In our post last year, “Your Documents Live or Die by Your Brand” we discussed just how important branding is your business documents. Lets look back at a few key stats from that post:
63% of consumers say they have engaged with disappointing brand content.
While that stat may not be shocking to you, the next one should be.
23% of those said they will never read that brands content again and over 50% said they are unlikely to read that brands content again.
Now those numbers are just for everyday business documents such as whitepapers, case studies and blog posts. You can easily increase those numbers when dealing with a document as important as a proposal. The look and feel of your proposal is a direct reflection of your company’s work ethic and its ability to deliver on your promises within that proposal. Poor design and poor lay out is an immediate red flag. Lets take a look at few key points to remember when thinking about your page and overall document design.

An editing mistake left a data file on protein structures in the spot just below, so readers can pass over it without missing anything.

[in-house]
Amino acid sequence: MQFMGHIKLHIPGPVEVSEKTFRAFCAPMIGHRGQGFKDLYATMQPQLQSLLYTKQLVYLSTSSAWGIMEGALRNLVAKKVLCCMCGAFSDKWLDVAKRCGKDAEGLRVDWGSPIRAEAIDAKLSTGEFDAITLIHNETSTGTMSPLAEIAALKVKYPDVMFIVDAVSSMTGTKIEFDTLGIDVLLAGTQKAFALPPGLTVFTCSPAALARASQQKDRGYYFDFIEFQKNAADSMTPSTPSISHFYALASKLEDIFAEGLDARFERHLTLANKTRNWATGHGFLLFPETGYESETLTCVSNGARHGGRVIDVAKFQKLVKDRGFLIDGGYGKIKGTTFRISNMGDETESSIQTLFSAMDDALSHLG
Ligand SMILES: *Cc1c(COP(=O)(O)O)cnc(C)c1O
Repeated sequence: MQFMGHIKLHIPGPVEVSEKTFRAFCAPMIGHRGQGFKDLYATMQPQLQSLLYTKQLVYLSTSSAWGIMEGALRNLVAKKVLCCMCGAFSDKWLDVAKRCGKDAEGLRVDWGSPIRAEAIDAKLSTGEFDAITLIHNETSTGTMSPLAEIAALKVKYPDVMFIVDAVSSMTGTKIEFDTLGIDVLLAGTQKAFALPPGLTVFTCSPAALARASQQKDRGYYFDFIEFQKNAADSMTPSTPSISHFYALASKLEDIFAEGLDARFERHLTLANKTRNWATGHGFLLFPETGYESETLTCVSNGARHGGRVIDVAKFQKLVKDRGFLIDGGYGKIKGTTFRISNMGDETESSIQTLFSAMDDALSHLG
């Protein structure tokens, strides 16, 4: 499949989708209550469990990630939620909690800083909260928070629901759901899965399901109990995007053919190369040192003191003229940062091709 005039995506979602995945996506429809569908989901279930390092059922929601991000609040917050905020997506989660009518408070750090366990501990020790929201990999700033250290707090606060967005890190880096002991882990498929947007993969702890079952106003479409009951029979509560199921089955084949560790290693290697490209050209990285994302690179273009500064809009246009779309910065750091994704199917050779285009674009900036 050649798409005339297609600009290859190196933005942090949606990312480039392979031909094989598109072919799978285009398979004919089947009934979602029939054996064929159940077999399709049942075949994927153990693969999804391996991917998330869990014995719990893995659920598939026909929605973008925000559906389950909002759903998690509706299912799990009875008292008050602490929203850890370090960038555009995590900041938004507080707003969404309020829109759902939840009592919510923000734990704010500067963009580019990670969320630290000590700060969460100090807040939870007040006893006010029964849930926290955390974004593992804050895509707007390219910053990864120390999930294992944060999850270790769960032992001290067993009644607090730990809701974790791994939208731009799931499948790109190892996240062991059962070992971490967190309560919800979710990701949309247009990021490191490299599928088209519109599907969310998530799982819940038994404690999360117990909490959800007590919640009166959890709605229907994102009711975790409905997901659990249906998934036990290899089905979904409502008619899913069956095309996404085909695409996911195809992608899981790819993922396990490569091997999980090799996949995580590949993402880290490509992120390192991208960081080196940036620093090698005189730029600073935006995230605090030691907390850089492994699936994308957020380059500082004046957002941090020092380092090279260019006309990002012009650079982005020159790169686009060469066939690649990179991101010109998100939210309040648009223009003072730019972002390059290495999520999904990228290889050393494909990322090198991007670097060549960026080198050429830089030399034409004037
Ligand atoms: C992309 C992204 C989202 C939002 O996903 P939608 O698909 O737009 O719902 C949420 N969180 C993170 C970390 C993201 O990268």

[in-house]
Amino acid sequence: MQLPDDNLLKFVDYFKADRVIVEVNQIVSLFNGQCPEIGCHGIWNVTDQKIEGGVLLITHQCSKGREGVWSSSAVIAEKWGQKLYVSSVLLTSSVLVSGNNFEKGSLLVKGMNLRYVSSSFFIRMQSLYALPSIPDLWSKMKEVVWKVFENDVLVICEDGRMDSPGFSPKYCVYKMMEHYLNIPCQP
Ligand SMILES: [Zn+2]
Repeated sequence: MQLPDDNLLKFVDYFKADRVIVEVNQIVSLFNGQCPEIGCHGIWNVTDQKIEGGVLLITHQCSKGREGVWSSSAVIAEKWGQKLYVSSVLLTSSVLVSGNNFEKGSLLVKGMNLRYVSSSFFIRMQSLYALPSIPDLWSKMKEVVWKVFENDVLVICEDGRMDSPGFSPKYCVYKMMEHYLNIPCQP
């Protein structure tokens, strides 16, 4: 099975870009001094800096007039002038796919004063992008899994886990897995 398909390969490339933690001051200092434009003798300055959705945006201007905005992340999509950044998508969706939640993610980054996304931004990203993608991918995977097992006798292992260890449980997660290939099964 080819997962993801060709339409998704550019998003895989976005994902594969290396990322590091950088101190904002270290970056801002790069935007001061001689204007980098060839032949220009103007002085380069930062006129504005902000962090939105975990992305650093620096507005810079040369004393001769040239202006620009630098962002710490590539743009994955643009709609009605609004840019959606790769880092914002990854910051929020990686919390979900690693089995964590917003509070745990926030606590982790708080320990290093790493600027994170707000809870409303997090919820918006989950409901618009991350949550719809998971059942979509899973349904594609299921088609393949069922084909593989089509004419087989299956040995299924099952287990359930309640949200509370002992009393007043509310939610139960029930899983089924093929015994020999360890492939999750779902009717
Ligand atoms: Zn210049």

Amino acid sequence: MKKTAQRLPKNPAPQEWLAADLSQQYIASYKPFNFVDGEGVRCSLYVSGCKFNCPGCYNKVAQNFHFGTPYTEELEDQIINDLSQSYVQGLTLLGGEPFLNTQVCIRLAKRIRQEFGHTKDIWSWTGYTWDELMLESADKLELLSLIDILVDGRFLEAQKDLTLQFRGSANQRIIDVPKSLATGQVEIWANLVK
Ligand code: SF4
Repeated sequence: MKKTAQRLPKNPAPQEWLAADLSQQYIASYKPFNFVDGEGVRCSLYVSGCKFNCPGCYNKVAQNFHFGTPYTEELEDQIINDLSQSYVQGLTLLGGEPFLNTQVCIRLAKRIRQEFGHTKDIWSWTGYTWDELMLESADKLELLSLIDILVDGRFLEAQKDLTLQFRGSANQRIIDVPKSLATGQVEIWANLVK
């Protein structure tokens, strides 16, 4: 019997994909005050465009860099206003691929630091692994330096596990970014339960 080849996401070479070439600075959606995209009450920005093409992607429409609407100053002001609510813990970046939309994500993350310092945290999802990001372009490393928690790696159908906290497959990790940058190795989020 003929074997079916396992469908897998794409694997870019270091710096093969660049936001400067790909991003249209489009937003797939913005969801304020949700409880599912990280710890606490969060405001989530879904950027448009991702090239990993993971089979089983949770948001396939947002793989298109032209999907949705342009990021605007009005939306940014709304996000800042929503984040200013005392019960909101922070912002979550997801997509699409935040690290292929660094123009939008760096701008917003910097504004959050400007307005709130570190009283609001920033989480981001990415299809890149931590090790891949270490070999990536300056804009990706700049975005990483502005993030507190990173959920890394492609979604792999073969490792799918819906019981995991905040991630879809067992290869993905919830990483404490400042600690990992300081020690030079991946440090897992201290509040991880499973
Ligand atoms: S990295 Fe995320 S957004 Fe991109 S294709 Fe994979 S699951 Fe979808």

Follow the Design Guidelines and Lay Out From the Prospect
If the prospect who requests the proposal has certain elements listed as to how the proposal needs to look, follow those guidelines. Not being able to follow simple instructions as listed in the RFP will lead to an immediate disqualification.
Set Up and Follow Your Branding Guidelines
You should have a basic understanding of how your document should look. Here are a few things that should remain constant throughout each document you produce:
- Logo and logo placement
- Colors – Specific color numbers. “Blue” and “green” don’t cut it when designing a quality document
- Font, font size and font weight – This should include every possible style of font you use from paragraphs to quotes to your different header styles
- Margins – Margins between words. Margins between lines of text. Margins surrounding the page. Spacing is important.
Appropriate use of Charts, Graphs and Images
For a more in depth use of graphics check out our post “How to Effectively Use Graphics” with that said, be sure to use graphics where appropriate and ensure you are using them to emphasize key points in your proposal. Be consistent in your use of graphics as well. By this we mean, use them in a predictable manner in order for the reviewer to follow the process of the proposal. In the end, everything in your proposal, from the top to the bottom should lead to one logical conclusion, your proposal is the obvious choice.
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